The approximately 20,000 commuters that work in Scranton didn't create mess that Scranton is in, so simply put, they shouldn't be responsible for fixing it. Period. Who is responsible? Well in my opinion, the order goes something like this:
1) Elected officials
This includes the Mayor and just about every member of city council for the last quarter century. These elected officials have regularly spent more than they had and made up the difference using just about every silly idea (including the current silly idea de jour, lease-backs) and borrowing trick known to accountancy. Also, successive City Councils have routinely put members political interests ahead of those of taxpayers by constantly bowing to public safety union member demands.
2) Public safety union officers
I specifically mean the leaders of the police and (especially) fire departments labor unions. They have used scare tactics and taken advantage of the political ambitions of elected officials to blunt just about every attempt at seriously controlling costs. When your employer is bankrupt, only in Scranton do workers demand (and get) raises.
For providing spineless guidance. I also fault them for the city's loss in the Pennsylvania Supreme Court, which cost the city a $30 million award (which public safety union members "generously" reduced to a paltry $15 million). If you advise the city...and your advice is wrong...you should be held accountable. As far as I can tell, PEL is accountable to no one.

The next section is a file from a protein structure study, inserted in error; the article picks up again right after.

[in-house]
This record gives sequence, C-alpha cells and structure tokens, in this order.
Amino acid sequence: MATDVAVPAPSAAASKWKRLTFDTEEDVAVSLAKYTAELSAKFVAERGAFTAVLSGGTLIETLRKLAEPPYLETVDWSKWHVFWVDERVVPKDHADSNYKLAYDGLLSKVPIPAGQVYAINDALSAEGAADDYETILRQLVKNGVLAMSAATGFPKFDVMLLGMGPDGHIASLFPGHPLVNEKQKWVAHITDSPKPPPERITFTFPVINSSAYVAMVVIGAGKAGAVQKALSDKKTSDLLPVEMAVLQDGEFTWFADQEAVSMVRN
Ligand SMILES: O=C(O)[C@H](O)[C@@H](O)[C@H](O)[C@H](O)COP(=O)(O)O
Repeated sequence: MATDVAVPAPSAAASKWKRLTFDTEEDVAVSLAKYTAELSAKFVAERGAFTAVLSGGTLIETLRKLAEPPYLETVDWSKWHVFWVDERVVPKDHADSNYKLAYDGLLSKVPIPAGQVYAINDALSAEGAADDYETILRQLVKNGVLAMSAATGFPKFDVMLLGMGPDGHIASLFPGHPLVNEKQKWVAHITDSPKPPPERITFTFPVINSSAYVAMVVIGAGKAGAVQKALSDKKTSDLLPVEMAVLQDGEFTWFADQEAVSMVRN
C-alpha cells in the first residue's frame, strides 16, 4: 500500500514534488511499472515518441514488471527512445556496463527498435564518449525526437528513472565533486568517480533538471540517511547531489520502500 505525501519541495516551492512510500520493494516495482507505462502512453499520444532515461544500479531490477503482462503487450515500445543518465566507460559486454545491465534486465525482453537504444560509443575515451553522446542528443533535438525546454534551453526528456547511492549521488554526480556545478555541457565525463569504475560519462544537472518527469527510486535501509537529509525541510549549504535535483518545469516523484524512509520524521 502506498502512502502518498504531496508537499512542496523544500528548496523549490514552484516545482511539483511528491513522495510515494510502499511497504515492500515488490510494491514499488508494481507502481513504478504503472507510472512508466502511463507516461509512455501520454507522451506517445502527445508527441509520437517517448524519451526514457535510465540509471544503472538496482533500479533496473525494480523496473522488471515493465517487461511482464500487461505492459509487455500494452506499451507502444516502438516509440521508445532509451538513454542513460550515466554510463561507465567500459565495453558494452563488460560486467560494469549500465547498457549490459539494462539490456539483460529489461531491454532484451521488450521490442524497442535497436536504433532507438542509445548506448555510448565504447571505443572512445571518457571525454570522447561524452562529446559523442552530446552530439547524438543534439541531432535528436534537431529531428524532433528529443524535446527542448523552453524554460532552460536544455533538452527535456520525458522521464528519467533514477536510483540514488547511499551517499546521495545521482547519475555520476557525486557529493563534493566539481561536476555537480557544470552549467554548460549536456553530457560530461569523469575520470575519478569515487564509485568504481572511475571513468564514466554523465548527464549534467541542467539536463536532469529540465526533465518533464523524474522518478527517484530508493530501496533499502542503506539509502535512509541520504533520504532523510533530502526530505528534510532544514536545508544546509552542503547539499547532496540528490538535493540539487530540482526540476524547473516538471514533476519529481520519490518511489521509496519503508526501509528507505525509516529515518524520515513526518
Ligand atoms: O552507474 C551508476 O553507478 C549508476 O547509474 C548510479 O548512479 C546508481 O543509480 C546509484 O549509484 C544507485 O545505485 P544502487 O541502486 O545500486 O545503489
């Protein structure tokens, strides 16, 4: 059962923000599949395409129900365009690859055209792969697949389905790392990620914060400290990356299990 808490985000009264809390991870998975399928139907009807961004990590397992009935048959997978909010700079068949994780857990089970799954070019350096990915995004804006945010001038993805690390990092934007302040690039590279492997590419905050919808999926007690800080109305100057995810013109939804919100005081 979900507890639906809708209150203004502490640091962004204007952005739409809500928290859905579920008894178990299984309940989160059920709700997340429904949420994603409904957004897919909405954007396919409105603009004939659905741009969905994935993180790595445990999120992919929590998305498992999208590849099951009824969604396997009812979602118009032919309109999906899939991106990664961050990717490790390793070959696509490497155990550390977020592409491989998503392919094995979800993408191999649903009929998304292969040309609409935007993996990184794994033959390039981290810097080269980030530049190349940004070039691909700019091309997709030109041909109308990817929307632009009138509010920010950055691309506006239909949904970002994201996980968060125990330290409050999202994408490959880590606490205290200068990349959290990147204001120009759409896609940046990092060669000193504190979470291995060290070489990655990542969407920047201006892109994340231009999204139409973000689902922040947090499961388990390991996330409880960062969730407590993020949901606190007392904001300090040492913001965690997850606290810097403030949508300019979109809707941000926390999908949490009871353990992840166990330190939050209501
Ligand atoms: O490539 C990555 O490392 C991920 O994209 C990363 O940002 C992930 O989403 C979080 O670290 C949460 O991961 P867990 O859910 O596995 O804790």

See item #1...ultimately taxpayer apathy is to blame for poor city administration.
Now the above may sound like "union bashing", but so be it. More than half of the city's expenses are in the area of personnel costs, and when workers control the terms and conditions of employment...which they do in Scranton...it's no wonder that the city is run basically for their exclusive benefit. In one sense I really can't blame them: over the decades, union leaders simply took advantage of elected officials desire to remain in office at all costs. They get an "A" for strategy, but an "F" for overall impact.
So what should be next? The city needs to declare bankruptcy and open up all of its contracts for re-negotiation. This includes labor contracts. No one...and I mean NO ONE...employed by the city of Scranton should be getting a raise as long as the City is unable to pay its bills. No one has a "right" to be employed by the city. No one has a "right" to a raise. City residents are going to have to...
...accept higher costs for city services
...accept fewer police and firemen on duty
...and most importantly...
...start to demand some accountability for results.
It all starts with the Mayor and City Council, but will soon have to move to the Scranton School Board, which has it's own set of fiscal nightmares. The connection though is that both the City and School District are funded by the same group of taxpayers, so it's high time for some coordination and cooperation.
In the end, this can either be a new beginning for the city or it can be the last spiral down the drain. It's time for Mayor Doherty and
Time to put on the big-boy pants ladies and gentlemen.
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